Tom C

Tom:

Yes I have been doing these conversions for a while on various vehicles, boats and generators. Granted this is the first into the last gen "b" car but really, it is not dissimilar to doing say a small block/big block conversion. Anyone who is handy with a wrench, and has the motivation could do this. Originally set out to see if a commercial product could be developed but medical issues and a general lack of time has precluded me from taking this further. Have been trying to set enough time aside to at least develop a manual but can't seem to find the time to do even that.

You are quite correct. I do make my own fuel. Mostly for my furnace and water heater, but for 9 months of the year I do use it in the cars. Up here, diesel fuel is still close to 4 bucks a gallon and furnace is around 3 so making my own at $1.20 make sense.

The original intank pump lasted about a year but I have subsequently installed a rail pump similar to the one used on the diesel pickups. I wouldn't use the LT1 pumps as the injection pump can only handle about 10PSI.

Bill
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UberWagon



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PostSubject: Re: Hybrid Longroof/Locomotive   Mon Mar 02, 2009 4:23 am

Why do I have visions of turbos and propane injection dancing through my head after reading this?
Now I know I am not that far off with ideas of putting a diesel in a Camaro to bake a oddball drag car.
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convert2diesel



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PostSubject: Re: Hybrid Longroof/Locomotive   Mon Mar 02, 2009 8:38 am

UberWagon wrote:
Why do I have visions of turbos and propane injection dancing through my head after reading this?
Now I know I am not that far off with ideas of putting a diesel in a Camaro to bake a oddball drag car.

Theres a guy over on the diesel page that is doing just that. Not my cup of tea but ingenious non the less. Cost is the big factor. Getting power out of these engines is not hard. Just expensive.

http://www.thedieselpageforums.com/tdpforum/showthread.php?t=33337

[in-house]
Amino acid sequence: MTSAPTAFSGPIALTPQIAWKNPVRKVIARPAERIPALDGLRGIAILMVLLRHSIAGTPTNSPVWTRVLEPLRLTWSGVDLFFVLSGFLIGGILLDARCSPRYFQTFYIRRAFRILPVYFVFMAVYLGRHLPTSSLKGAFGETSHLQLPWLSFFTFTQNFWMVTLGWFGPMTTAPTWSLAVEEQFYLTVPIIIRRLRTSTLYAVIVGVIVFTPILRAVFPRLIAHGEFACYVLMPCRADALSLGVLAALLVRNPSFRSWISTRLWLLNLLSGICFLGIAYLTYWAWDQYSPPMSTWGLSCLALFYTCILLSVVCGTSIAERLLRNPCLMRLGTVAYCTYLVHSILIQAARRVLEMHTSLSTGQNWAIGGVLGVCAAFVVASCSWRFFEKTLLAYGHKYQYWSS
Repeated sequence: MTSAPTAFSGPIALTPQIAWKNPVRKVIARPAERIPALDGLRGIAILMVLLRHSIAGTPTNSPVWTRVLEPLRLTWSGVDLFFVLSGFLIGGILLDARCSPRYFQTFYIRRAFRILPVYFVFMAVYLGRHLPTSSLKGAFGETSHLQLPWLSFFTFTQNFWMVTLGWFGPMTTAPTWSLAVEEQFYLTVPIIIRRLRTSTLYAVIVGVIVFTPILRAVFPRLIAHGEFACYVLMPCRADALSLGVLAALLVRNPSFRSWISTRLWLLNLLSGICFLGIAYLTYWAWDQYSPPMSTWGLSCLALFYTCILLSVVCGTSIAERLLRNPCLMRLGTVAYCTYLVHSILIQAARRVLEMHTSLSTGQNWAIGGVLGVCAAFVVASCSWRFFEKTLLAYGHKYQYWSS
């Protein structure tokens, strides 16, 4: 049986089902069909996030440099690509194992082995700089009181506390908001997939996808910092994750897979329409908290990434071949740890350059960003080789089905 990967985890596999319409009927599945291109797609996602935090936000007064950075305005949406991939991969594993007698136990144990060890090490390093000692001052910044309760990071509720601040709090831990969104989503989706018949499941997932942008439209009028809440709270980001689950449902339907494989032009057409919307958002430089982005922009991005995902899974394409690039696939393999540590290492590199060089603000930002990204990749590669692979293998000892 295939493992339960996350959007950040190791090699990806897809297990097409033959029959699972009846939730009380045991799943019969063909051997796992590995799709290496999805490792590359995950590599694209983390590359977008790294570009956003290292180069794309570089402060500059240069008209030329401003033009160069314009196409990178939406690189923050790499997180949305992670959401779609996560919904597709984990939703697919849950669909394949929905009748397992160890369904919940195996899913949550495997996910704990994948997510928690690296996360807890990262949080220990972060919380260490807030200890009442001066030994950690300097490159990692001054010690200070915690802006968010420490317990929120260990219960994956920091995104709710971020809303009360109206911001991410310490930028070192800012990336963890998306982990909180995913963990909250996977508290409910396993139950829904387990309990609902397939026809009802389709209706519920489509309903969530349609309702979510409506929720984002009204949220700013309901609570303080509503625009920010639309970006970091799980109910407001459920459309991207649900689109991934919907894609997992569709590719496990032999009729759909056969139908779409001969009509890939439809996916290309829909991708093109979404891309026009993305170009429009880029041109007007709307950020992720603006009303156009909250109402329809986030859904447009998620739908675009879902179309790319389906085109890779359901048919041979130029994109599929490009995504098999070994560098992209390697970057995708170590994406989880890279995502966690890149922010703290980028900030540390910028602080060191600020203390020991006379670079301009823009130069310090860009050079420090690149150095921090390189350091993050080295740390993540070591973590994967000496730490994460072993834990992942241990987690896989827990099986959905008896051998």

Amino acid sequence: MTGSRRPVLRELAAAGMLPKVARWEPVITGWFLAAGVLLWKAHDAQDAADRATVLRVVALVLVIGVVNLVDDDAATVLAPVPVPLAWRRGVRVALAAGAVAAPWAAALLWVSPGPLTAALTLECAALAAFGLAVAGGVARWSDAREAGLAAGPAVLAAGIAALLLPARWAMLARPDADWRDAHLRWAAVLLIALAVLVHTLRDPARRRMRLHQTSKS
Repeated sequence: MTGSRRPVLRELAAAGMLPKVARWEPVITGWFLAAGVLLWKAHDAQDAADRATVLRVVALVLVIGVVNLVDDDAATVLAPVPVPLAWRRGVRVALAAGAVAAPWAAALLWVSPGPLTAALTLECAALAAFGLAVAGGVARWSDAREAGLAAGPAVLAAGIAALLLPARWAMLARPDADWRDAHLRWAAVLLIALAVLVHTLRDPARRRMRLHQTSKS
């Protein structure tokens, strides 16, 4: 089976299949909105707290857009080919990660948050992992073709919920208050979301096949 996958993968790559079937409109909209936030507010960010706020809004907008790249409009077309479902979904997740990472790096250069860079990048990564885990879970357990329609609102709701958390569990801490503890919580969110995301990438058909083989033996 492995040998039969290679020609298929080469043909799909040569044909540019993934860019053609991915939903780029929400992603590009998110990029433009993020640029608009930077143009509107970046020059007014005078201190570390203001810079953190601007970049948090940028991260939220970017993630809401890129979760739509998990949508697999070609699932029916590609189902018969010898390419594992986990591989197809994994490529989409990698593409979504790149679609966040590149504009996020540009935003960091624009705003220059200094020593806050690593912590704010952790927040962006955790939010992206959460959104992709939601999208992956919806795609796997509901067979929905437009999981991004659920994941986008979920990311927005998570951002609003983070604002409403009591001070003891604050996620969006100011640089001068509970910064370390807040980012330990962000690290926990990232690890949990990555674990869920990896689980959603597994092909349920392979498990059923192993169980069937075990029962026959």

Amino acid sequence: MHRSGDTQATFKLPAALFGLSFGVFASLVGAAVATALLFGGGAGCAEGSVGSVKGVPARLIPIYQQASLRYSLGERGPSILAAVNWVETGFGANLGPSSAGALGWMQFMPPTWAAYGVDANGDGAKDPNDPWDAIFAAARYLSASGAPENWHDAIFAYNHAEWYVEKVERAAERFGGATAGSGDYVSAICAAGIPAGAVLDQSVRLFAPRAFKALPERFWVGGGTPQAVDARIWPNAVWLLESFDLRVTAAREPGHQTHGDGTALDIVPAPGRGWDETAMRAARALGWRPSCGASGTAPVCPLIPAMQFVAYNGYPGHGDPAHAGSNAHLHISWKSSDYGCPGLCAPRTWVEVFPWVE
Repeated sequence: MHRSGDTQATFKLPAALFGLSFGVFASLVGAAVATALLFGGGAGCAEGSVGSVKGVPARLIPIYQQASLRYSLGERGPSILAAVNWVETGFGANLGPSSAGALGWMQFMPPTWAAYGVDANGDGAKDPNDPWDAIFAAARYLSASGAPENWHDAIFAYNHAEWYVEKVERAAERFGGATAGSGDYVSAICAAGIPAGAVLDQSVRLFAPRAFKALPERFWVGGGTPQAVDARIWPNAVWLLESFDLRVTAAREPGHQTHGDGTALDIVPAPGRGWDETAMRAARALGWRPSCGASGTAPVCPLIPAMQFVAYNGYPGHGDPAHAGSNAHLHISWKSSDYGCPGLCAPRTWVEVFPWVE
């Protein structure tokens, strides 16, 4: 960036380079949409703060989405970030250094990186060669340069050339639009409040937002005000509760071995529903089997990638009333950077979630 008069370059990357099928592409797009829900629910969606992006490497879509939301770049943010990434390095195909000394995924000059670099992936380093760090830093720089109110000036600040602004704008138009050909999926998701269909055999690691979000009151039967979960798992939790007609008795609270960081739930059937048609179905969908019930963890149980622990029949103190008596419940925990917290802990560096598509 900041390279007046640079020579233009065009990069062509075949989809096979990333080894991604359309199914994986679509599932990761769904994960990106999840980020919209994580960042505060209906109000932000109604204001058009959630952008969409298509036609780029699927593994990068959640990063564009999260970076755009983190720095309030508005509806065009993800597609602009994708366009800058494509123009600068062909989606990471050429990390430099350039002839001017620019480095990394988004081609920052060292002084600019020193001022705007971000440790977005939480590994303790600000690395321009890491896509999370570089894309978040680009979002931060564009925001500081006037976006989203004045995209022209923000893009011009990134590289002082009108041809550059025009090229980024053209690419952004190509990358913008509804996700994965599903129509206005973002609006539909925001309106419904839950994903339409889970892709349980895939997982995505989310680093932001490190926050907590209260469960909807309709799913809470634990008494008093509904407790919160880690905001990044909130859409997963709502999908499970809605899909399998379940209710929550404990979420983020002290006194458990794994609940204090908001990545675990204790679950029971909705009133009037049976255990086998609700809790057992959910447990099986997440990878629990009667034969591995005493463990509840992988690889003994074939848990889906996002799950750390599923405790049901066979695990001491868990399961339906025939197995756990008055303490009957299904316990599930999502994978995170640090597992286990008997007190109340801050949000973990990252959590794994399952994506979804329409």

Bill
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Sprocket



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PostSubject: Re: Hybrid Longroof/Locomotive   Mon Mar 02, 2009 2:50 pm

great story! wish I had the time and space to do something like this.

I just found out that you can drop a 454 into a TBI B-body and it'll bolt right up to the 700R and I believe the motor mounts are the same.
I see a rat motor in Ruby's future hee hee hee
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IMPALADAKID



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PostSubject: Re: Hybrid Longroof/Locomotive   Sun Mar 08, 2009 10:21 am

Wow Bill
I am impressed with the car. I have seen it for a few years. Did you not have a boxy wagon converted too, before this one?

I am a lover of oil burners and have owned a few 6.2 powered military M1009s, a suburban and an airforce 2wd crew cab truck. Those engines are great in those trucks, So I would imagine it must be awsome in a b-body wagon.

I am very impressed with the bio diesel set up. You must have lived on the Diesel Page. It is such a great resorce.

Congratulations on being March LOTM.
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convert2diesel



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PostSubject: Re: Hybrid Longroof/Locomotive   Sun Mar 08, 2009 11:37 am

IMPALADAKID wrote:
Wow Bill
I am impressed with the car. I have seen it for a few years. Did you not have a boxy wagon converted too, before this one?

I am a lover of oil burners and have owned a few 6.2 powered military M1009s, a suburban and an airforce 2wd crew cab truck. Those engines are great in those trucks, So I would imagine it must be awsome in a b-body wagon.

I am very impressed with the bio diesel set up. You must have lived on the Diesel Page. It is such a great resorce.

Congratulations on being March LOTM.

Thanks. The boxy (81 Chev wagon) didn't need a conversion. Came with the 5.7 diesel already, though by the time rust wrote paid to the car, 4 engine swaps happened before I finally managed to get some reliability out it.